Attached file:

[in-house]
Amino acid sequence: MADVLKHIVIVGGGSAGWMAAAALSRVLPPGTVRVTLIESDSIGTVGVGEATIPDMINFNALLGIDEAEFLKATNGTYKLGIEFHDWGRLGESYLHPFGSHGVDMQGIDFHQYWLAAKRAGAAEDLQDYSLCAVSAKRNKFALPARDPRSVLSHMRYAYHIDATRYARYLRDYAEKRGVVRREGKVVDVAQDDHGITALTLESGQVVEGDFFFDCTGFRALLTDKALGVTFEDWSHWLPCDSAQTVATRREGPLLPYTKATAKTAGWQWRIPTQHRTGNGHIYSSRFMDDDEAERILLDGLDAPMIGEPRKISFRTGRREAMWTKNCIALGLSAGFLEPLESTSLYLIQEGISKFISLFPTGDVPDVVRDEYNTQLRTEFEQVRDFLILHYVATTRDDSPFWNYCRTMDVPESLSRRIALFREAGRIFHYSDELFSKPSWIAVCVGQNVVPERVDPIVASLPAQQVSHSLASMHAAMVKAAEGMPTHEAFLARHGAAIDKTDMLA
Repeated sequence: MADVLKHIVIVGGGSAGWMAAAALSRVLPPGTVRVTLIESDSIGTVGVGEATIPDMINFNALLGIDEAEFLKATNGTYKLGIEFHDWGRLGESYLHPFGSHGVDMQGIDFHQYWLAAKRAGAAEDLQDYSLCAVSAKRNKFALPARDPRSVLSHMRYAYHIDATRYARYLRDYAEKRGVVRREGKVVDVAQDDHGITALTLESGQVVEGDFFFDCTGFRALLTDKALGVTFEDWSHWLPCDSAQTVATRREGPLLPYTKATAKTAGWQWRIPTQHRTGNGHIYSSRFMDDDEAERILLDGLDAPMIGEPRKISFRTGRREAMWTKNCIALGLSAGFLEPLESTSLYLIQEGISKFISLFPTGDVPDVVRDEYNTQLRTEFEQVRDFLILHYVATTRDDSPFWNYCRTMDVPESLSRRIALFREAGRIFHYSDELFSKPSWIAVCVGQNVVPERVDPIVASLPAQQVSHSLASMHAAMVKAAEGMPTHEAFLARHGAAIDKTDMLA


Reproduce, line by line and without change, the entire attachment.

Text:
[in-house]
Amino acid sequence: MADVLKHIVIVGGGSAGWMAAAALSRVLPPGTVRVTLIESDSIGTVGVGEATIPDMINFNALLGIDEAEFLKATNGTYKLGIEFHDWGRLGESYLHPFGSHGVDMQGIDFHQYWLAAKRAGAAEDLQDYSLCAVSAKRNKFALPARDPRSVLSHMRYAYHIDATRYARYLRDYAEKRGVVRREGKVVDVAQDDHGITALTLESGQVVEGDFFFDCTGFRALLTDKALGVTFEDWSHWLPCDSAQTVATRREGPLLPYTKATAKTAGWQWRIPTQHRTGNGHIYSSRFMDDDEAERILLDGLDAPMIGEPRKISFRTGRREAMWTKNCIALGLSAGFLEPLESTSLYLIQEGISKFISLFPTGDVPDVVRDEYNTQLRTEFEQVRDFLILHYVATTRDDSPFWNYCRTMDVPESLSRRIALFREAGRIFHYSDELFSKPSWIAVCVGQNVVPERVDPIVASLPAQQVSHSLASMHAAMVKAAEGMPTHEAFLARHGAAIDKTDMLA
Repeated sequence: MADVLKHIVIVGGGSAGWMAAAALSRVLPPGTVRVTLIESDSIGTVGVGEATIPDMINFNALLGIDEAEFLKATNGTYKLGIEFHDWGRLGESYLHPFGSHGVDMQGIDFHQYWLAAKRAGAAEDLQDYSLCAVSAKRNKFALPARDPRSVLSHMRYAYHIDATRYARYLRDYAEKRGVVRREGKVVDVAQDDHGITALTLESGQVVEGDFFFDCTGFRALLTDKALGVTFEDWSHWLPCDSAQTVATRREGPLLPYTKATAKTAGWQWRIPTQHRTGNGHIYSSRFMDDDEAERILLDGLDAPMIGEPRKISFRTGRREAMWTKNCIALGLSAGFLEPLESTSLYLIQEGISKFISLFPTGDVPDVVRDEYNTQLRTEFEQVRDFLILHYVATTRDDSPFWNYCRTMDVPESLSRRIALFREAGRIFHYSDELFSKPSWIAVCVGQNVVPERVDPIVASLPAQQVSHSLASMHAAMVKAAEGMPTHEAFLARHGAAIDKTDMLA